Hiking with a Dog—Top Tips for Safety and Fun
One of my great joys living in Phoenix is all the mountains in and around the city for hiking. There’s nothing I love more on a weekend than packing up my pups and heading for the hills. And by their singing and dancing, I’d say they love it too. Hiking with a dog (or two!) is a special time.
As much as we love it, there have been times that have been quite challenging. Sadly, it’s often due to other people and their dogs on the trail. It’s tough as there’s no published rule book, but ask any regular hiker and they’ll rattle off a bunch of things that are just downright annoying about people hiking with a dog.
Here’s what you need to know about hiking with a dog to keep your dog safe and happy. And, to ensure everyone, including the other hikers you come across, have a great time. You don’t want to be that person that ruins someone else’s hike, either!
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Hiking with a Dog: Etiquette
Etiquette is somewhat according to the opinion of each person. A few of these recommendations will likely meet with criticism, and that’s ok.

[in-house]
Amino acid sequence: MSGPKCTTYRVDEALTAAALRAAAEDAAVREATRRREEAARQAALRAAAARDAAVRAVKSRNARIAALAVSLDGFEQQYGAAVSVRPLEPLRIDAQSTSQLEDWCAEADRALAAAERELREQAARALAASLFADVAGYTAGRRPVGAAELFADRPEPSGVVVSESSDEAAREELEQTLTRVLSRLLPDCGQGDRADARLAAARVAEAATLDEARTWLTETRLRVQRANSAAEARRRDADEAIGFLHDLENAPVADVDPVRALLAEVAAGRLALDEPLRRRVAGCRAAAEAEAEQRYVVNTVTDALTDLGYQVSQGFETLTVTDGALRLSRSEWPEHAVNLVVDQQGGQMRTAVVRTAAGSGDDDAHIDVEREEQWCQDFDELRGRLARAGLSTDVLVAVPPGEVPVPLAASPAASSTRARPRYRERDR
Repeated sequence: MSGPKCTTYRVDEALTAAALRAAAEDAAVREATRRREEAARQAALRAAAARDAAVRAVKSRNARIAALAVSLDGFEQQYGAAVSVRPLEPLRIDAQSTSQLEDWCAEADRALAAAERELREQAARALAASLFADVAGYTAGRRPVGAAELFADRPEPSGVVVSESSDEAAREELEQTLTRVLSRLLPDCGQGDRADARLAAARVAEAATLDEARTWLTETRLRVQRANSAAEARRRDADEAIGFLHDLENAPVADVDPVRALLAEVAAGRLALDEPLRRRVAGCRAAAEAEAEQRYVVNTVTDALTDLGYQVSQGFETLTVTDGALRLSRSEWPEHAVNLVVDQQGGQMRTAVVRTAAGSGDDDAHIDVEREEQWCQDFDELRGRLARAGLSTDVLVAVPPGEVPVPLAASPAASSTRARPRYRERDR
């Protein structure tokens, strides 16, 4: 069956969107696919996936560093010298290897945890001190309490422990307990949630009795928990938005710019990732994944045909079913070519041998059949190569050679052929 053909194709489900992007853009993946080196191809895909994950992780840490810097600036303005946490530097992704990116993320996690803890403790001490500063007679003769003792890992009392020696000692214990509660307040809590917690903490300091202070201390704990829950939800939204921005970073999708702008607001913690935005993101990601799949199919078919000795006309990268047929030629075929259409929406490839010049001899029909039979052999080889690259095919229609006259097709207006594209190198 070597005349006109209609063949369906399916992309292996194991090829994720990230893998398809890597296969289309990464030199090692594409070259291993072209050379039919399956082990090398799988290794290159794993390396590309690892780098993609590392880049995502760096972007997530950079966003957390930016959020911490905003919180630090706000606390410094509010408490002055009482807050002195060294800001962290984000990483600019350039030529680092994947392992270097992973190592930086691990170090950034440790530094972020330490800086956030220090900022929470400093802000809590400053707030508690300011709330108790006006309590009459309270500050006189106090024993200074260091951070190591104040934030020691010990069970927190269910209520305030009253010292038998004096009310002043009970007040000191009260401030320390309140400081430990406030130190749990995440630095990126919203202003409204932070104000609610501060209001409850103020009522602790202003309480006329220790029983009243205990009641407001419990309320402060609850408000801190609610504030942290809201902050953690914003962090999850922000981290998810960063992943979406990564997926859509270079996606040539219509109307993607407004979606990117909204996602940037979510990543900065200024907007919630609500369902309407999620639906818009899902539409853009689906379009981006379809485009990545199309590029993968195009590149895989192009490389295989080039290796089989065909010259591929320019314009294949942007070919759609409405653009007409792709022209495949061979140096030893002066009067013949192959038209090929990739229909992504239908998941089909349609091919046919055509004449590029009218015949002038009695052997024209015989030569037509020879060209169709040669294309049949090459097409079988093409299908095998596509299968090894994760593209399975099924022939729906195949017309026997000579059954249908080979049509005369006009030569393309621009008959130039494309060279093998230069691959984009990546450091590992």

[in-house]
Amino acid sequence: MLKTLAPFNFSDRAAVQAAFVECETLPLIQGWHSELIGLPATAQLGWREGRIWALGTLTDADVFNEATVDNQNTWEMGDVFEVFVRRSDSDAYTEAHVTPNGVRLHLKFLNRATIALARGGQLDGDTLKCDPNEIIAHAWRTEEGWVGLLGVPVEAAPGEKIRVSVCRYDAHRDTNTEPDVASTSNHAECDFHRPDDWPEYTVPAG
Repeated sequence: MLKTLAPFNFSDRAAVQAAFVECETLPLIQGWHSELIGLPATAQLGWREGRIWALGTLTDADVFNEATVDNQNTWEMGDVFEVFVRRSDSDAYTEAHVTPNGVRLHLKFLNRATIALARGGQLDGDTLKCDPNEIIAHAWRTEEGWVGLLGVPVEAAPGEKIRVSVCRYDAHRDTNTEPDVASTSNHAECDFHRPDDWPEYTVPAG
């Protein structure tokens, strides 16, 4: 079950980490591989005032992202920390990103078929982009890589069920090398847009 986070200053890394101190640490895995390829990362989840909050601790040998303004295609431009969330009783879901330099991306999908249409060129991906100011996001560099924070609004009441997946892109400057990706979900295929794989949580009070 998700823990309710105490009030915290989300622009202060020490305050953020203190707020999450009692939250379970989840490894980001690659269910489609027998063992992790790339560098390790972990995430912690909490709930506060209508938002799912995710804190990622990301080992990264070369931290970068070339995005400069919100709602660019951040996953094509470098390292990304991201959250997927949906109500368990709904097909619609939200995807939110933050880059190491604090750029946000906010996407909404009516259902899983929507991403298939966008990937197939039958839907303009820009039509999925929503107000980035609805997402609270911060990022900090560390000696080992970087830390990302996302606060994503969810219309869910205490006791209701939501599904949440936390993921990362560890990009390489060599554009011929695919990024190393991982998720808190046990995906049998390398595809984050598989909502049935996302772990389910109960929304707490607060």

I believe my dogs should be well-behaved if they are going to get privileges. Hiking is exercise and training time. It’s also a great bonding opportunity and for dogs who like it, a wonderful bonus for them. However, if I’m going to take my dogs to a populated trail, they need to behave.
Unfortunately, not everyone agrees with me. But ask any hiker what annoys them about hiking, and you’ll probably get a few criticisms about dog owners. And, rightfully so. I love hiking with my dogs, but I don’t love hiking around owners who aren’t responsible. Here are some rules of etiquette you should consider when hiking with your dog.
- Clean up after your dog. Bring poop bags, use them, and carry them out with you. No one wants to step in your dog’s mess, and no one wants to see your bag stacked by the side of the trail. If you are coming back the same way and plan to pick it up on your way out, that may be ok, but will you remember? If you’re not sure, don’t leave it. Double bag it to reduce the aroma.
- Don’t let your dog approach people without approval. Believe it or not, not everyone loves your dog. Ask if it’s ok and give them the opportunity to say no. If they do say no, they aren’t awful people. Maybe they’re allergic or scared of dogs. Above all, don’t let your dog jump on the person, whether they approve of your dog approaching or not.